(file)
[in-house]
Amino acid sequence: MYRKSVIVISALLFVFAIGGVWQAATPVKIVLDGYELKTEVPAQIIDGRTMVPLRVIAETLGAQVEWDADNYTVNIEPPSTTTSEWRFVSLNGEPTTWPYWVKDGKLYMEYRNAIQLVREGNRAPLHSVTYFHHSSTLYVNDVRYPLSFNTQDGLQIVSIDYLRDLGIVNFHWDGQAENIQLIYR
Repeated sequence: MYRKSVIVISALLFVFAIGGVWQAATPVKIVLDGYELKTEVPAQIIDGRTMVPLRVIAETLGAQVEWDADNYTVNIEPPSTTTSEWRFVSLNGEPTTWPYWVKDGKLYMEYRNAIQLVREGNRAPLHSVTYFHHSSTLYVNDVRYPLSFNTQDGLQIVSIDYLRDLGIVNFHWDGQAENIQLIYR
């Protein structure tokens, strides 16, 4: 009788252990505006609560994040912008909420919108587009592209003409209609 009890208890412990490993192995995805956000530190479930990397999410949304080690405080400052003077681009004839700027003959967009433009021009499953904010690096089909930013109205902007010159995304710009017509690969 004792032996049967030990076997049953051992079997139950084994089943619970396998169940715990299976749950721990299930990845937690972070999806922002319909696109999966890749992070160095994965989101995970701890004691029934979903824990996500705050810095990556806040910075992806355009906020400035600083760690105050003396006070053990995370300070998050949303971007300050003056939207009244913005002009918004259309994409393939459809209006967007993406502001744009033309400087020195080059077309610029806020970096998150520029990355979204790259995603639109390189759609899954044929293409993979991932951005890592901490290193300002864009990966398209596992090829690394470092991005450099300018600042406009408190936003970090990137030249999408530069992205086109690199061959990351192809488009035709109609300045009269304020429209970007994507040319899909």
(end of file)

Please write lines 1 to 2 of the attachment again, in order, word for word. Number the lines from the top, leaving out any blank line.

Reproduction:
[in-house]
Amino acid sequence: MYRKSVIVISALLFVFAIGGVWQAATPVKIVLDGYELKTEVPAQIIDGRTMVPLRVIAETLGAQVEWDADNYTVNIEPPSTTTSEWRFVSLNGEPTTWPYWVKDGKLYMEYRNAIQLVREGNRAPLHSVTYFHHSSTLYVNDVRYPLSFNTQDGLQIVSIDYLRDLGIVNFHWDGQAENIQLIYR